Macron called nationalism a dangerous trap and the opposite of patriotism while invoking the bloodiest episodes of 20th-century European history.
Instead, Trump, who once avoided calling himself a nationalist, flaunted his embrace of the term and suggested that Macron do the same while arguing the French president was criticizing him to distract from his poor poll numbers.
“By the way, there is no country more Nationalist than France, very proud people-and rightfully so!” Trump tweeted Tuesday morning. He followed up with “MAKE FRANCE GREAT AGAIN!”
The taunts on Twitter showed again that Trump refuses to entertain arguments about the baggage that nationalism carries or show any signs that he is troubled by the historical antecedents to the rise of Nazism in Europe and its overlap with modern racists who call themselves “white nationalists.”
In fact, in his tweetstorm against Macron, Trump invoked the Nazi march across Europe — the very event the French president had warned of when he spoke about nationalism.
“Emmanuel Macron suggests building its own army to protect Europe against the U.S., China and Russia. But it was Germany in World Wars One & Two - How did that work out for France? They were starting to learn German in Paris before the U.S. came along. Pay for NATO or not!” Trump wrote.
French Ambassador Gérard Araud corrected Trump to note that Macron had not suggested that Europe needs defending against the United States, just that it should not assume it can rely on its ally, and added some advice for anyone cheering Trump on.
“You should listen to Europe that has bred two WW and a genocide in two generations,” Araud wrote on Twitter, referring to World War I and World War II. “Nationalism is dangerous. Subject to miscalculation and misperception, it always carries the risk of conflict. Patriotism and cooperation.”
Trump has tried to define his brand of nationalism as a form of patriotism devoid of the darker aspects his critics warn the term conjures.
“It means I love the country, it means I’m fighting for the country,” Trump told Fox News host Laura Ingraham during an Oct. 29 interview, adding that he feels no need to clarify what he means by the term. “I’m proud of this country and I call that ‘nationalism.’ I call it being a nationalist and I don’t see any other connotation than that.”
For Trump, the terminology fits his political brand of anti-elitism, said University of Washington historian Margaret O’Mara. It’s similar to the “America First” slogan he has trumpeted since his presidential campaign, always shrugging off criticism about whether he was nodding to anti-immigrant fervor and isolationism.
“My inclination is that he does not really know the history because he’s, self-admitted, not a big book reader and not someone who marinates in this stuff,” O’Mara said. “Trump may or may not be thinking about Lindbergh when he talks, but it’s very effective for the political base he’s trying to reach — positioning himself as the adversary of these global elites, against internationalism.”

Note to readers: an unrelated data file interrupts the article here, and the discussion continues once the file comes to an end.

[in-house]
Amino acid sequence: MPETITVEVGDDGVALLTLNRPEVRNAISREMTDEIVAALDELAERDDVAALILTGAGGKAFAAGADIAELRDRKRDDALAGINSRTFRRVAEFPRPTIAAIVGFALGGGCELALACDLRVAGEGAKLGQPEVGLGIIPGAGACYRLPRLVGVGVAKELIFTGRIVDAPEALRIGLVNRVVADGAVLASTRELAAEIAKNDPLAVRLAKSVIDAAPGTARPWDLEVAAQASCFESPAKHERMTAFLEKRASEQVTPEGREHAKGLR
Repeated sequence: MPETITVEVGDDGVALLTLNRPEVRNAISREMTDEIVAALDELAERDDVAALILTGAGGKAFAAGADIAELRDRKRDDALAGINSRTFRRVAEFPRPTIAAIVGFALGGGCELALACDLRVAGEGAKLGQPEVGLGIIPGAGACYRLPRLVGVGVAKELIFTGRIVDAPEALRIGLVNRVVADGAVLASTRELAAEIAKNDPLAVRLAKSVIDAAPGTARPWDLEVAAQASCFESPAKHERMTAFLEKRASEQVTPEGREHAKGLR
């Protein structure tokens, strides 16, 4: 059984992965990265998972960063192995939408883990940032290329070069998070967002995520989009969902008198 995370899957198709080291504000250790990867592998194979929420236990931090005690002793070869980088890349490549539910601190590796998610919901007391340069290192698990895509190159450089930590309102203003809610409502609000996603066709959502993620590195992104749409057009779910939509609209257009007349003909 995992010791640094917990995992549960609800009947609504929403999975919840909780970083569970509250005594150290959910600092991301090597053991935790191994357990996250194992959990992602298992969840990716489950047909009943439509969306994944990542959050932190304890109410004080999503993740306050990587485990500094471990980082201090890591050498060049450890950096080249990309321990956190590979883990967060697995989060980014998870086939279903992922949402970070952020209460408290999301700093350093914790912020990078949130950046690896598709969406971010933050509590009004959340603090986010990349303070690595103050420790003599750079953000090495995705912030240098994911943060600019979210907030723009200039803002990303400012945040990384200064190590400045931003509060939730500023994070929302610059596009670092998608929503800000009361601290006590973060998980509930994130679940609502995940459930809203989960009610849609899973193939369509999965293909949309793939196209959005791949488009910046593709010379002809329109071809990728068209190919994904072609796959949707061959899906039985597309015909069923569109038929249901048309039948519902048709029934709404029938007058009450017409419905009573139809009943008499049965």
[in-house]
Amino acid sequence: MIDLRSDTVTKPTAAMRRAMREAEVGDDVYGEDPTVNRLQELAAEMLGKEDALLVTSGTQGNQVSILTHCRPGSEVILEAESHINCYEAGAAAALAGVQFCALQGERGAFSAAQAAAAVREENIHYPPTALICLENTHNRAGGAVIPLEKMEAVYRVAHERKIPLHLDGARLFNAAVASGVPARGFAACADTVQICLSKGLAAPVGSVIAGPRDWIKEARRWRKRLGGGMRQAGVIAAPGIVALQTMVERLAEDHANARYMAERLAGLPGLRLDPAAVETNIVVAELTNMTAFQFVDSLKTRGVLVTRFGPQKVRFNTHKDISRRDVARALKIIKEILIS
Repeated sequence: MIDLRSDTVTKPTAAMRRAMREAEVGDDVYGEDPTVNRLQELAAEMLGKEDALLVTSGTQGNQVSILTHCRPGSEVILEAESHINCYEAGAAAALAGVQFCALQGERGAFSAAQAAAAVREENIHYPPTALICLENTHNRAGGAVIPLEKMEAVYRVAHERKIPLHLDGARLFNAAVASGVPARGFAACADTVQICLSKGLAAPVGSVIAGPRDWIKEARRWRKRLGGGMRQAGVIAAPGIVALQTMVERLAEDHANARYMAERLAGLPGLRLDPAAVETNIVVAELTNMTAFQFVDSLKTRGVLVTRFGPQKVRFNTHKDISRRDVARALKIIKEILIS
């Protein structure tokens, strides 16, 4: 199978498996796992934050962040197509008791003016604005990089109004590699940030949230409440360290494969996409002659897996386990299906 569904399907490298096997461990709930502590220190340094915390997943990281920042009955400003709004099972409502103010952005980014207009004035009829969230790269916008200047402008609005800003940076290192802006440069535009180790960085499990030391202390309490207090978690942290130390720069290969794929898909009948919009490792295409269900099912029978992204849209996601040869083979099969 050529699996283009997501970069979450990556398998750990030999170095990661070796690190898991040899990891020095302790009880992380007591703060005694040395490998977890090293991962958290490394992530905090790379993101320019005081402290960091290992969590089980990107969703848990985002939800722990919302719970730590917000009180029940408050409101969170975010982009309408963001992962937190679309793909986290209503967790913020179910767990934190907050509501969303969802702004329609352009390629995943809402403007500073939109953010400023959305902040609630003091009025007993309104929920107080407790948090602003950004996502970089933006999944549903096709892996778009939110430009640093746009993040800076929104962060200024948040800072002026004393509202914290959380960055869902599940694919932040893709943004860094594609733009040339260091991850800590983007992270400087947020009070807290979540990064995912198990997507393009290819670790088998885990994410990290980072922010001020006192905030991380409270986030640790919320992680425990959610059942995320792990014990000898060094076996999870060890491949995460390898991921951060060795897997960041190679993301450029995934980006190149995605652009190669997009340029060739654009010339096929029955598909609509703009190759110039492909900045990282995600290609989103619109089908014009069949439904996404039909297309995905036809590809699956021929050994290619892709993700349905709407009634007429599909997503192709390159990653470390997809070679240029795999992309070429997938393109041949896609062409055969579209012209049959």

Aviator Charles Lindbergh, who wrote about “European blood” as the most precious American commodity, became the spokesman for a nativist, nationalist, antiwar movement called the America First Committee, which sought to keep the United States out of World War II. It was never a far leap from the “America First” agenda and the “nationalist” label, but Trump had not made such a direct link before the midterm election campaign.
Both terms hark back to dark periods of American history, and “nationalism” has become the preferred term for some white-power activists.
Campaigning in Houston on Oct. 23, Trump tried out the term.
“They have a word, it sort of became old-fashioned, it’s called a nationalist,” he said. “And I say, ‘Really, we’re not supposed to use that word.’ You know what I am? I’m a nationalist, okay? I’m a nationalist. Nothing wrong. Use that word. Use that word.”
Trump’s use of the term was cheered by former Ku Klux Klan leader David Duke, who tweeted that Trump was really referring to white nationalism.
“There is no ethnic or racial group in America more Nationalist than White Americans,” Duke wrote.
Trump says he is not a racist and does not endorse the views of Duke or others who call themselves white nationalists. But using the term is encouragement to those views, and it speaks to a rejection of the caution and centrism that past presidents have tended to adopt as they settled into the job, said Allan Lichtman, a presidential historian at American University.
“I generally see a progression on the part of the president to becoming more reckless, to really articulate controversial, outlandish things without regard to the consequences,” Lichtman said. “The more outlandish things he says, the more cheers he gets at his rallies and that’s what he cares about.”
Trump has had to contend before with the uncomfortable overlap between his message and political base and racism. During the 2016 campaign, Trump reposted a Twitter message from someone called “WhiteGenocideTM.” As president, Trump was criticized for equivocating about the culpability of white-power activists whose rally in Charlottesville ended in the death of a counterprotester.
Nicholas J. Fuentes, a white nationalist YouTube personality who attended that “Unite the Right” rally in 2017, live-tweeted election results as Democrats won control of the House on Nov. 6. He praised Trump and criticized national Republican leaders he views as too moderate or timid.
“The next two years will be tough but not impossible,” Fuentes wrote. “Hopefully this will be a wake up call [for Republicans] and most importantly Trump that the Heritage agenda just won’t win elections anymore. We have to fully embrace populist-nationalism or we’ll fail.”